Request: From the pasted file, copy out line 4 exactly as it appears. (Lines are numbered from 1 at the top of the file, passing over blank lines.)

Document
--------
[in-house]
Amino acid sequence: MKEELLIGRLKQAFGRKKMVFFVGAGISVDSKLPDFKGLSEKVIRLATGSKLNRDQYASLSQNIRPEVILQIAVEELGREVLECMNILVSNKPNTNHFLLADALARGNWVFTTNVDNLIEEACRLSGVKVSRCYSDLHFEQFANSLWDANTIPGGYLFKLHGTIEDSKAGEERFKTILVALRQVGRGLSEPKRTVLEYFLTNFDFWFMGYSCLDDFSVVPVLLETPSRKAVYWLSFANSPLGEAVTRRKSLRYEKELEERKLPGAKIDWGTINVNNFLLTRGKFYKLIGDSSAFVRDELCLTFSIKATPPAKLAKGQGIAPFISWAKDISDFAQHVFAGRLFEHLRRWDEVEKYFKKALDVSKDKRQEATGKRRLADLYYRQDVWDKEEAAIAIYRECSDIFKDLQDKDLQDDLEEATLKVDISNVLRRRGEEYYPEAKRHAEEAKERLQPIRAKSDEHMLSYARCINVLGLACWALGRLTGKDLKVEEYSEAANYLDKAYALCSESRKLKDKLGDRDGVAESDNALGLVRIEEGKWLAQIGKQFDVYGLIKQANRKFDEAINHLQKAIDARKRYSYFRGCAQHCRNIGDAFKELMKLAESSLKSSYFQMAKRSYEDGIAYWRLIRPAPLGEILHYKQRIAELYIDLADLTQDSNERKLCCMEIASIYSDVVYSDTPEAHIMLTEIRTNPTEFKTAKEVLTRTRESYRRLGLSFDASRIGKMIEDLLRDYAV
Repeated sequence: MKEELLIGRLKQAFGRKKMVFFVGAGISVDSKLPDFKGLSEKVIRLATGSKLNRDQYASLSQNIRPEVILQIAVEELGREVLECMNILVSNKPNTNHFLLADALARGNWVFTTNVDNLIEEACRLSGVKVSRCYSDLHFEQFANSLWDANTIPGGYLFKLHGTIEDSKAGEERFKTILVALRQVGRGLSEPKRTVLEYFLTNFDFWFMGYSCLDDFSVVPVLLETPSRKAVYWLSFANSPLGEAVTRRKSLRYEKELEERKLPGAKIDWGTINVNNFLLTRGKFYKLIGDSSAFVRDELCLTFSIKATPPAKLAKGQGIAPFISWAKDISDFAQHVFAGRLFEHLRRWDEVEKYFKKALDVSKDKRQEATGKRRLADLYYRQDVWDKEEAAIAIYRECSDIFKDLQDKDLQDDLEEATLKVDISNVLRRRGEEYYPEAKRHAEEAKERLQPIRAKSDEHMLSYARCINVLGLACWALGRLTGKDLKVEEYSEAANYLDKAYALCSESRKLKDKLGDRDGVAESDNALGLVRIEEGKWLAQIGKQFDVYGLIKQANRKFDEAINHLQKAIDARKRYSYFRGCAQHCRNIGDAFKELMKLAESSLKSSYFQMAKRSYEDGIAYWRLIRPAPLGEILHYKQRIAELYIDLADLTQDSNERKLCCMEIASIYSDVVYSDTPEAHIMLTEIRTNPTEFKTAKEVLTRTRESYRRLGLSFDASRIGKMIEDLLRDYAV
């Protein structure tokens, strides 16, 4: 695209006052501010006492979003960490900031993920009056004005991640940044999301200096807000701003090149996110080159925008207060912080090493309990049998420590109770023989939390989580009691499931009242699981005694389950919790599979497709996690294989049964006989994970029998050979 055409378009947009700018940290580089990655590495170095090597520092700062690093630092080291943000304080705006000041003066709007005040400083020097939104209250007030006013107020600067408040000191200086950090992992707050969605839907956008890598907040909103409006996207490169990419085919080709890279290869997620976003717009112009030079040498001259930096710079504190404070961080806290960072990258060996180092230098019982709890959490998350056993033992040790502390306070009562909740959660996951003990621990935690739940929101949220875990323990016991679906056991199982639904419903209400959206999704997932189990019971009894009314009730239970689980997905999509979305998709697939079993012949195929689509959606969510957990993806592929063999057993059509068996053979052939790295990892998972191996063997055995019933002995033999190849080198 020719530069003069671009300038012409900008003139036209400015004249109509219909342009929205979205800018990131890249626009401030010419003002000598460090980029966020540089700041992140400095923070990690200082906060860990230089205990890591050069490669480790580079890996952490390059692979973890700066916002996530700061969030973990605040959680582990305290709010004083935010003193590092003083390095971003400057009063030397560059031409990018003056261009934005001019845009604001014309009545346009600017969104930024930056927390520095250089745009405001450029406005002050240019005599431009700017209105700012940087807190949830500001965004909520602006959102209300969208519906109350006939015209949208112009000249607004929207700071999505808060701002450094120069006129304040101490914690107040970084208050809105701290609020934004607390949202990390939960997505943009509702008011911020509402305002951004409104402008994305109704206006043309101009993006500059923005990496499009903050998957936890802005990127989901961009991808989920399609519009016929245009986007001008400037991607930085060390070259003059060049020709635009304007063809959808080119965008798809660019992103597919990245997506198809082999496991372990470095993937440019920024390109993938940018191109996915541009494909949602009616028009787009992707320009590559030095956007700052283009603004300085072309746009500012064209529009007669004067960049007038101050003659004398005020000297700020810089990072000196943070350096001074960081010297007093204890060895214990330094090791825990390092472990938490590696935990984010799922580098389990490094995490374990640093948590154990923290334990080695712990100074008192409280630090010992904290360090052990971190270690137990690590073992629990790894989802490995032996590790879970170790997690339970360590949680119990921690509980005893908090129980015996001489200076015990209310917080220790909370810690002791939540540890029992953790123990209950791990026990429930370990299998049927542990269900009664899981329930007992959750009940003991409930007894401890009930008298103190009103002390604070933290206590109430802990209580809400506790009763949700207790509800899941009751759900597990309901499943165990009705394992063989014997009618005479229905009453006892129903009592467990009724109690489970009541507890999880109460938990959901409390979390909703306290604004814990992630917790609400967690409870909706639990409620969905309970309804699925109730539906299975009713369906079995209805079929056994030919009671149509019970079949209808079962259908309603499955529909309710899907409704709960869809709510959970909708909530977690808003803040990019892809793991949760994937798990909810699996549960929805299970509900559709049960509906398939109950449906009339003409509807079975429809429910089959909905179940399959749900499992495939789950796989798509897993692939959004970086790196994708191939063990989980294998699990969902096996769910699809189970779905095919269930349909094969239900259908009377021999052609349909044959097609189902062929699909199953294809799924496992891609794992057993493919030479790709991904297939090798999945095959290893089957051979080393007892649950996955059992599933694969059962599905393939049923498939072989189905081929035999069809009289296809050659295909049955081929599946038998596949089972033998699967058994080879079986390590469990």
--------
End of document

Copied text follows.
């Protein structure tokens, strides 16, 4: 695209006052501010006492979003960490900031993920009056004005991640940044999301200096807000701003090149996110080159925008207060912080090493309990049998420590109770023989939390989580009691499931009242699981005694389950919790599979497709996690294989049964006989994970029998050979 055409378009947009700018940290580089990655590495170095090597520092700062690093630092080291943000304080705006000041003066709007005040400083020097939104209250007030006013107020600067408040000191200086950090992992707050969605839907956008890598907040909103409006996207490169990419085919080709890279290869997620976003717009112009030079040498001259930096710079504190404070961080806290960072990258060996180092230098019982709890959490998350056993033992040790502390306070009562909740959660996951003990621990935690739940929101949220875990323990016991679906056991199982639904419903209400959206999704997932189990019971009894009314009730239970689980997905999509979305998709697939079993012949195929689509959606969510957990993806592929063999057993059509068996053979052939790295990892998972191996063997055995019933002995033999190849080198 020719530069003069671009300038012409900008003139036209400015004249109509219909342009929205979205800018990131890249626009401030010419003002000598460090980029966020540089700041992140400095923070990690200082906060860990230089205990890591050069490669480790580079890996952490390059692979973890700066916002996530700061969030973990605040959680582990305290709010004083935010003193590092003083390095971003400057009063030397560059031409990018003056261009934005001019845009604001014309009545346009600017969104930024930056927390520095250089745009405001450029406005002050240019005599431009700017209105700012940087807190949830500001965004909520602006959102209300969208519906109350006939015209949208112009000249607004929207700071999505808060701002450094120069006129304040101490914690107040970084208050809105701290609020934004607390949202990390939960997505943009509702008011911020509402305002951004409104402008994305109704206006043309101009993006500059923005990496499009903050998957936890802005990127989901961009991808989920399609519009016929245009986007001008400037991607930085060390070259003059060049020709635009304007063809959808080119965008798809660019992103597919990245997506198809082999496991372990470095993937440019920024390109993938940018191109996915541009494909949602009616028009787009992707320009590559030095956007700052283009603004300085072309746009500012064209529009007669004067960049007038101050003659004398005020000297700020810089990072000196943070350096001074960081010297007093204890060895214990330094090791825990390092472990938490590696935990984010799922580098389990490094995490374990640093948590154990923290334990080695712990100074008192409280630090010992904290360090052990971190270690137990690590073992629990790894989802490995032996590790879970170790997690339970360590949680119990921690509980005893908090129980015996001489200076015990209310917080220790909370810690002791939540540890029992953790123990209950791990026990429930370990299998049927542990269900009664899981329930007992959750009940003991409930007894401890009930008298103190009103002390604070933290206590109430802990209580809400506790009763949700207790509800899941009751759900597990309901499943165990009705394992063989014997009618005479229905009453006892129903009592467990009724109690489970009541507890999880109460938990959901409390979390909703306290604004814990992630917790609400967690409870909706639990409620969905309970309804699925109730539906299975009713369906079995209805079929056994030919009671149509019970079949209808079962259908309603499955529909309710899907409704709960869809709510959970909708909530977690808003803040990019892809793991949760994937798990909810699996549960929805299970509900559709049960509906398939109950449906009339003409509807079975429809429910089959909905179940399959749900499992495939789950796989798509897993692939959004970086790196994708191939063990989980294998699990969902096996769910699809189970779905095919269930349909094969239900259908009377021999052609349909044959097609189902062929699909199953294809799924496992891609794992057993493919030479790709991904297939090798999945095959290893089957051979080393007892649950996955059992599933694969059962599905393939049923498939072989189905081929035999069809009289296809050659295909049955081929599946038998596949089972033998699967058994080879079986390590469990």